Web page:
The Haiku Hierarchy, keynote address at the opening session, by Jim Kacian. There has been a longstanding division in the understanding and practice of haiku between the haiku community and the general population. With the Haiku Hierarchy, I propose to unite these somewhat disparate views of the genre, emphasizing the commonality of the work that has been produced, and at the same time examining the actual level of accomplishment for each of several levels of practice. The result is a more unified view of the whole field, a means for haiku aficionado and haiku beginner to coexist happily, and a way to consider how to evaluate and value the haiku of the future, which is likely to be even farther afield than current practice suggests.

The Nature Tradition in English Language Haiku—a Bridge or a Bind? A paper and discussion by Efren Estevez. The criticism leveled by some at English language haiku is that it amounts to no more than an observation of the natural world. According to this view, the only claims to poetry are few words in three lines lacking punctuation. What differentiates haiku from nature description? Is it poetry? What is poetry? Does the contemporary interpretation of English language haiku embrace functional aspects in addition to purely artistic ones? Is this one of the bridges that connects our contemporary practice with the historical tradition in Japan, or is it a sign of derivativeness and lack of imagination? These questions will be answered by examining the work of several haiku writers whose work exemplifies these issues.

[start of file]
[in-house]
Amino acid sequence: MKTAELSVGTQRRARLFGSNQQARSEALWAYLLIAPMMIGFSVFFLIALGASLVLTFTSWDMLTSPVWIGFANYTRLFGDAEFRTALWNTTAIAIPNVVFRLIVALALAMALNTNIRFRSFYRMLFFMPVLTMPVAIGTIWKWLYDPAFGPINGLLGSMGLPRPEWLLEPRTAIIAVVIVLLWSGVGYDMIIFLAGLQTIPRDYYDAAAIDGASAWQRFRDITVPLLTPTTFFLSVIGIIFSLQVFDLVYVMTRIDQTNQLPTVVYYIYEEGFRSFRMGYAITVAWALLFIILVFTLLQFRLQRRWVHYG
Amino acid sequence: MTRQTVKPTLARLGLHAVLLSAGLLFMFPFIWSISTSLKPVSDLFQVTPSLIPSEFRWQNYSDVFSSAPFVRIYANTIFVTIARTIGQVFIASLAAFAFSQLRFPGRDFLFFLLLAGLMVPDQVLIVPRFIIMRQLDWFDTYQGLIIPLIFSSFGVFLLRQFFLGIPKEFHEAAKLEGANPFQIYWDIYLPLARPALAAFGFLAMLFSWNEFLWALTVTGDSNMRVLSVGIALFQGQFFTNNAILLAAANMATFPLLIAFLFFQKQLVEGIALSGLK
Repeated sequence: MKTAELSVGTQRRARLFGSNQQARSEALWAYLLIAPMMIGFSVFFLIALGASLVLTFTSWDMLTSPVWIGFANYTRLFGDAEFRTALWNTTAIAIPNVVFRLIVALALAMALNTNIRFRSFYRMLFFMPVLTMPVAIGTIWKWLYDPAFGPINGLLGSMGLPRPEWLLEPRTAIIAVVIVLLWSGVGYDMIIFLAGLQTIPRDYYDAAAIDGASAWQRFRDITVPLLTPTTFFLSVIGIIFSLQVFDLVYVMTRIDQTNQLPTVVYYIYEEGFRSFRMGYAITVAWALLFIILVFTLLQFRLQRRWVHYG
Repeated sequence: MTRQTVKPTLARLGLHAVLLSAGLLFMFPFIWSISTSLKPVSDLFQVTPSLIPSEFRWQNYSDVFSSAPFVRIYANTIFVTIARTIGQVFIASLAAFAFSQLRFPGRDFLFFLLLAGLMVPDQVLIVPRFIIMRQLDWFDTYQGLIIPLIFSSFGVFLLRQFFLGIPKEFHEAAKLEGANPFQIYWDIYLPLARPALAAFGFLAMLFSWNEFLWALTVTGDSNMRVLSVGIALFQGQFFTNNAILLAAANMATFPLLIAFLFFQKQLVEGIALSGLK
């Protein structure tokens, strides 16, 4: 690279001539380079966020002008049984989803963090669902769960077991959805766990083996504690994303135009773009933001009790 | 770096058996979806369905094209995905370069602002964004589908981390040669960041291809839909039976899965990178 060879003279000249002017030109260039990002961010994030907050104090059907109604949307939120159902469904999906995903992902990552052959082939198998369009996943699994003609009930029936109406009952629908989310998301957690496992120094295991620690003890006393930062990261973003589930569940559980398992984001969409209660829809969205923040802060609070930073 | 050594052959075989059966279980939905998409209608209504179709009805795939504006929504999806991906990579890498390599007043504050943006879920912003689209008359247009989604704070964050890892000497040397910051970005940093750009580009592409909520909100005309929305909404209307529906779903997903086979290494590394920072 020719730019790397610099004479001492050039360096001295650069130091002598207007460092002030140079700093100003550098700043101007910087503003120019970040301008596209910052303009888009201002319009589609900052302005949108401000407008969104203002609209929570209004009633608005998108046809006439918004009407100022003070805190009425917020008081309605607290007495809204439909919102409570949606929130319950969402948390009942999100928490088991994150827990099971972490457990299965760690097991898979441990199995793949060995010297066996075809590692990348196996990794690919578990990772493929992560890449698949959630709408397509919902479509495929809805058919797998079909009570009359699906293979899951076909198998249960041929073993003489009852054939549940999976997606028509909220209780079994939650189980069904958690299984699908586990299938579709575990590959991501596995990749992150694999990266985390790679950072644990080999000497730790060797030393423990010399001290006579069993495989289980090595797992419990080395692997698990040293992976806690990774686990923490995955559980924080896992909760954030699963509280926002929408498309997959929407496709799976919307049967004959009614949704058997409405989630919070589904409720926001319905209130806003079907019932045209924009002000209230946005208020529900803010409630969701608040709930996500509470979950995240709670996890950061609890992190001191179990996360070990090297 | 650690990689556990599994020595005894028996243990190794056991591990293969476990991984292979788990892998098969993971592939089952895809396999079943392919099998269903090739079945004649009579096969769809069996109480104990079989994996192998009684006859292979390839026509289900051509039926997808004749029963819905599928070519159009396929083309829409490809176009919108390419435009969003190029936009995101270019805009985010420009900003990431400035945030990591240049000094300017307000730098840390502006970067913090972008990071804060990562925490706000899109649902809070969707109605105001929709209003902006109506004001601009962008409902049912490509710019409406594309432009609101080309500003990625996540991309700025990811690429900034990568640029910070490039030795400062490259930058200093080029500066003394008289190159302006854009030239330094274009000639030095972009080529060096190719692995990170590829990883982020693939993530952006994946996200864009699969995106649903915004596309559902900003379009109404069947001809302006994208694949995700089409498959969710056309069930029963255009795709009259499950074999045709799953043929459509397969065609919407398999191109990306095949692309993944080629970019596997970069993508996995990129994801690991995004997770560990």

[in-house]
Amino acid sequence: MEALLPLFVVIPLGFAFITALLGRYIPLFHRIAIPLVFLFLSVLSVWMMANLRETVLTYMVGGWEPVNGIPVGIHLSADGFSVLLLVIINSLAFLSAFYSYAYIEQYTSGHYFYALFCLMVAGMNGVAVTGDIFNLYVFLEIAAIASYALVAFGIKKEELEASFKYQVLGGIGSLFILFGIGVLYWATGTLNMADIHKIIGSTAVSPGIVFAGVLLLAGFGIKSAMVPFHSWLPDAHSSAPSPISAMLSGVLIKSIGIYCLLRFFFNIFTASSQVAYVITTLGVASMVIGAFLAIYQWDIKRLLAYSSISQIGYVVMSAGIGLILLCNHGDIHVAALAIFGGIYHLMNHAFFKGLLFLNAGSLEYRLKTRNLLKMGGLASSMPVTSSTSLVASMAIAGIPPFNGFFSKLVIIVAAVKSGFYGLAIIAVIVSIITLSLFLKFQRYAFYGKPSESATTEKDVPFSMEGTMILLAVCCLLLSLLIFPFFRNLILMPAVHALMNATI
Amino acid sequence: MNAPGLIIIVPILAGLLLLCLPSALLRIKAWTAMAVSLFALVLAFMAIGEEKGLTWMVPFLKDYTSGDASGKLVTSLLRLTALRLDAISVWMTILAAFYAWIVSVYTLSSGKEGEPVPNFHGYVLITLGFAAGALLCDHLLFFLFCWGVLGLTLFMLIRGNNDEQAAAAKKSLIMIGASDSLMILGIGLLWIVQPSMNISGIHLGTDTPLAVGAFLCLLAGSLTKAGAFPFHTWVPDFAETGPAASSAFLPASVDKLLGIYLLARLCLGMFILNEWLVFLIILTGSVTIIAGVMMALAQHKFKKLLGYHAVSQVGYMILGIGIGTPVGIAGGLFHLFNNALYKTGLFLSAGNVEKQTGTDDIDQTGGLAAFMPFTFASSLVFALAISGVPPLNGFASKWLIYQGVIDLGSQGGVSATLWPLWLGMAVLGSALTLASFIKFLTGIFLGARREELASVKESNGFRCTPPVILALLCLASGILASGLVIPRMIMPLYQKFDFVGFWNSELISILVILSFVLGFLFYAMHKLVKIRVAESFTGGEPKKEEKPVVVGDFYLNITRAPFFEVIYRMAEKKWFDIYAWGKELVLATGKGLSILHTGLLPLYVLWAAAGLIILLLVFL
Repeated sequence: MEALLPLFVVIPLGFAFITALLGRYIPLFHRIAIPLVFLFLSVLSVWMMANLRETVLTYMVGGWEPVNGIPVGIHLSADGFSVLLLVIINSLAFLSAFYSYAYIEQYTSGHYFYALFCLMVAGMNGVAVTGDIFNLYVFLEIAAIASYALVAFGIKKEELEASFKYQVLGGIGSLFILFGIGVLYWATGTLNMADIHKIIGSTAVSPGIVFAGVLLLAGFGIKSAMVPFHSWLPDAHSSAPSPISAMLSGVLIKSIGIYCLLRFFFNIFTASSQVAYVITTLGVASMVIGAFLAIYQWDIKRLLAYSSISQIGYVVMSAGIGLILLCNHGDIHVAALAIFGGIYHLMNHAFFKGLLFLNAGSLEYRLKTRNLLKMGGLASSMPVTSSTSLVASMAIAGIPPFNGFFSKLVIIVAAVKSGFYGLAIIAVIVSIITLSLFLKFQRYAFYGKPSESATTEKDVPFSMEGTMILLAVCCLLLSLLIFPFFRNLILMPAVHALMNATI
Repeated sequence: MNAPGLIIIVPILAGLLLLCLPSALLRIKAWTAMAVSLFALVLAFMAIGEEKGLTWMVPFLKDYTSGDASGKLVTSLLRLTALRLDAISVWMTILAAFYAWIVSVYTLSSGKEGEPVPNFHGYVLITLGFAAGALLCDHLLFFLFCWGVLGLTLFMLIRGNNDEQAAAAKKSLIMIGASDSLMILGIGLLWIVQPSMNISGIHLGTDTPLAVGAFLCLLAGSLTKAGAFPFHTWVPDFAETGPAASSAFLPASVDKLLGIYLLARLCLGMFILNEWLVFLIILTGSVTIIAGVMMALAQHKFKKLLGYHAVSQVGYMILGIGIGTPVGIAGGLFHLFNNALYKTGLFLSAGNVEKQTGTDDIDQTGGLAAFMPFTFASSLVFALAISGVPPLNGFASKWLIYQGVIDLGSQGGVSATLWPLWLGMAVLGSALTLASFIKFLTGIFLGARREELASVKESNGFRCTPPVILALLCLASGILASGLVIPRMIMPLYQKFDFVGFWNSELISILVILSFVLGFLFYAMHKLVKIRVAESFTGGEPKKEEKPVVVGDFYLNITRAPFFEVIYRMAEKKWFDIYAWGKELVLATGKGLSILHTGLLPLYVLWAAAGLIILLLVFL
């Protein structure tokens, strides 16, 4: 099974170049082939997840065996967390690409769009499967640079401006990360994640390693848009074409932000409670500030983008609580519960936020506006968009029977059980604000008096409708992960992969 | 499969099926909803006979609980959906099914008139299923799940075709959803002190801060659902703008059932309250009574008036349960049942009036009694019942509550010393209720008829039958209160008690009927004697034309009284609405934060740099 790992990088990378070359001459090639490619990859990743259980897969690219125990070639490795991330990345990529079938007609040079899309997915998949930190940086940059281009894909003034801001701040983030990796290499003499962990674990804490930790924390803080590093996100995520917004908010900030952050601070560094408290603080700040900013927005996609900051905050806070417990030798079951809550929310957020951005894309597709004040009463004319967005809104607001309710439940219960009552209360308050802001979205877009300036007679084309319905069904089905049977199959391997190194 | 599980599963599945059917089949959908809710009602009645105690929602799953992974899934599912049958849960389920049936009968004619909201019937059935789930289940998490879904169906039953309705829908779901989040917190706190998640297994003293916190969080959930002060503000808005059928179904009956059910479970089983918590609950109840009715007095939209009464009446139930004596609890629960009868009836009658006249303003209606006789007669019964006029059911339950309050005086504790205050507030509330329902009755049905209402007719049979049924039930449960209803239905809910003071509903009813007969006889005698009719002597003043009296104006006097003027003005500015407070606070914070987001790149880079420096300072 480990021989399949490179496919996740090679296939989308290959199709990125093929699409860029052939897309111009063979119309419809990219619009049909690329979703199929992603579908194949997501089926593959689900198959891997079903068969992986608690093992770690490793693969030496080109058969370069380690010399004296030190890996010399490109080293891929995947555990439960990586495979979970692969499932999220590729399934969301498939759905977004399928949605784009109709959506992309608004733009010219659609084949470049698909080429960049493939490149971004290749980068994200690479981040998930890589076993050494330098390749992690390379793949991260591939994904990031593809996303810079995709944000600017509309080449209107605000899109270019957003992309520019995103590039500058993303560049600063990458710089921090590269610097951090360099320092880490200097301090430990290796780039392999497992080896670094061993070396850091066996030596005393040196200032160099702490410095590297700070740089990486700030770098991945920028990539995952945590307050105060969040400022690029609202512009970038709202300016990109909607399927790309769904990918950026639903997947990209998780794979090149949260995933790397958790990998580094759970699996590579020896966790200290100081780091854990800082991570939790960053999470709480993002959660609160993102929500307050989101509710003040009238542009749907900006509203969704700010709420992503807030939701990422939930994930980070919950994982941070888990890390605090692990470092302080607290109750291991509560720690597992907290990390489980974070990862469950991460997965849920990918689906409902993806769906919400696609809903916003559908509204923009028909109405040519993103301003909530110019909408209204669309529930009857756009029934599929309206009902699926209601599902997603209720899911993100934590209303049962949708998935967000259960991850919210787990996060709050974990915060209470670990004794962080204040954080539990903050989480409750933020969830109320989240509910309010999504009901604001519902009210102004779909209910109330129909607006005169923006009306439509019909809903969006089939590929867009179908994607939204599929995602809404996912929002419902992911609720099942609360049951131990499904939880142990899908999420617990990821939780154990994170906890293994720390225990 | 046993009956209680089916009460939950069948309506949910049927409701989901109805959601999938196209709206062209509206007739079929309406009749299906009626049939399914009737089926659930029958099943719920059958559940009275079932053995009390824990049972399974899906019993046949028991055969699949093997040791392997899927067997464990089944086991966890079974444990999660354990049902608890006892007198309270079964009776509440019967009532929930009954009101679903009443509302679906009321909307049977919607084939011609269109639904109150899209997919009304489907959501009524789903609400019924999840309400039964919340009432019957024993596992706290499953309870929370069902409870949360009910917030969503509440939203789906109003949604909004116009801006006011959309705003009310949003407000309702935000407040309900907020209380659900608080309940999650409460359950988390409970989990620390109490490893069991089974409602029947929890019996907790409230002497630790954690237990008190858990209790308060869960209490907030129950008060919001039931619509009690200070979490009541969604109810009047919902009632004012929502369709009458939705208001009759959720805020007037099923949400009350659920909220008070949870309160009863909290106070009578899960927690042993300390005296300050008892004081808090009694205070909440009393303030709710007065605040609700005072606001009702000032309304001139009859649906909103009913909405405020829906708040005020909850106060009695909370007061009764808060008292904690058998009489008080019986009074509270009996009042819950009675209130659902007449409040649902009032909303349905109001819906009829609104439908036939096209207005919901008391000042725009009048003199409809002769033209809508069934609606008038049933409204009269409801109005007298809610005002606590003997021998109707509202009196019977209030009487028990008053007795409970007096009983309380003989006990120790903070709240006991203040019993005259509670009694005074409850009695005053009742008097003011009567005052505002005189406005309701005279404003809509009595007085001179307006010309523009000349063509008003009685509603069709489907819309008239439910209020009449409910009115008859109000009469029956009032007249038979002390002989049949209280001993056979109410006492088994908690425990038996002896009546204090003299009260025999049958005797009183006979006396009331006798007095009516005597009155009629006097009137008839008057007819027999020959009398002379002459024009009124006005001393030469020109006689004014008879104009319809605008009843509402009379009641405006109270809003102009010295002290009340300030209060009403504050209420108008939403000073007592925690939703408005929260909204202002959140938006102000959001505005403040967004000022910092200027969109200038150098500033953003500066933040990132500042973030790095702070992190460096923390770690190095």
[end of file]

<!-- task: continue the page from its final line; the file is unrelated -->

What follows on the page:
The Third R: The Role of Research in Haiku, a panel discussion with Stanford M. Forrester, Charles Trumbull, and David Lanoue. In addition to reading and (w)riting haiku, we must often do research as either reader or writer in order to fully explicate or understand a haiku. How much research does the writer need to do, and how much is the reader willing to do? What kind of reference tools do we use have in our libraries? What is the role of footnotes in haiku? This session will explore the role of research and the range of reference tools we use in composition and interpretation of haiku. Participants are invited to join the conversation and encouraged to bring examples of haiku that have necessitated research either as writer or reader.

Wing Beats: British and North American Birds in Haiku, a reading, presentation, and discussion by John Barlow and Matthew Paul. Well-known British haiku poets John Barlow and Matthew Paul present a unique multimedia presentation featuring work from Wing Beats, a Snapshot Press anthology of bird haiku. Offering insight into the behaviour, characteristics, and habitats of over 100 British species, many of which are also native to North America, Wing Beats draws together quality haiku that celebrate the everyday cultural significance of birds and the sometimes fleeting moments when our continuous use of a shared environment intersects. This will be followed by a discussion on how the project evolved, and how its geographical focus might feasibly be extended across the Atlantic.